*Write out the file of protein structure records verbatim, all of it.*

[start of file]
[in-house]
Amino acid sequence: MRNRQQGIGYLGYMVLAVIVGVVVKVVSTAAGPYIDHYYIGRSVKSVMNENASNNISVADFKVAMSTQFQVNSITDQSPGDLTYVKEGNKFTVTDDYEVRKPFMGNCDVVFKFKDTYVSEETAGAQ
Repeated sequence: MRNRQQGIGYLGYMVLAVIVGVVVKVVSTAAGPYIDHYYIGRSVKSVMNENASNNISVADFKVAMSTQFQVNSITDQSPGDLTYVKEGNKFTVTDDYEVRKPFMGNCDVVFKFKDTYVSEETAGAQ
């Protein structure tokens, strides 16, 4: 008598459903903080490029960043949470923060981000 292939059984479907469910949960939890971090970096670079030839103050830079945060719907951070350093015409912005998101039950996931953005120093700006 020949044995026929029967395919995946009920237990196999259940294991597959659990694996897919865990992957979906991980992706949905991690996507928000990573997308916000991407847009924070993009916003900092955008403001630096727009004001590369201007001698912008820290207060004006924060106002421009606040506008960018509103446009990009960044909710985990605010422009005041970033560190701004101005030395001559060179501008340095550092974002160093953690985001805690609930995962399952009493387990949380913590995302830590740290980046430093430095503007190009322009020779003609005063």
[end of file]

[in-house]
Amino acid sequence: MRNRQQGIGYLGYMVLAVIVGVVVKVVSTAAGPYIDHYYIGRSVKSVMNENASNNISVADFKVAMSTQFQVNSITDQSPGDLTYVKEGNKFTVTDDYEVRKPFMGNCDVVFKFKDTYVSEETAGAQ
Repeated sequence: MRNRQQGIGYLGYMVLAVIVGVVVKVVSTAAGPYIDHYYIGRSVKSVMNENASNNISVADFKVAMSTQFQVNSITDQSPGDLTYVKEGNKFTVTDDYEVRKPFMGNCDVVFKFKDTYVSEETAGAQ
């Protein structure tokens, strides 16, 4: 008598459903903080490029960043949470923060981000 292939059984479907469910949960939890971090970096670079030839103050830079945060719907951070350093015409912005998101039950996931953005120093700006 020949044995026929029967395919995946009920237990196999259940294991597959659990694996897919865990992957979906991980992706949905991690996507928000990573997308916000991407847009924070993009916003900092955008403001630096727009004001590369201007001698912008820290207060004006924060106002421009606040506008960018509103446009990009960044909710985990605010422009005041970033560190701004101005030395001559060179501008340095550092974002160093953690985001805690609930995962399952009493387990949380913590995302830590740290980046430093430095503007190009322009020779003609005063």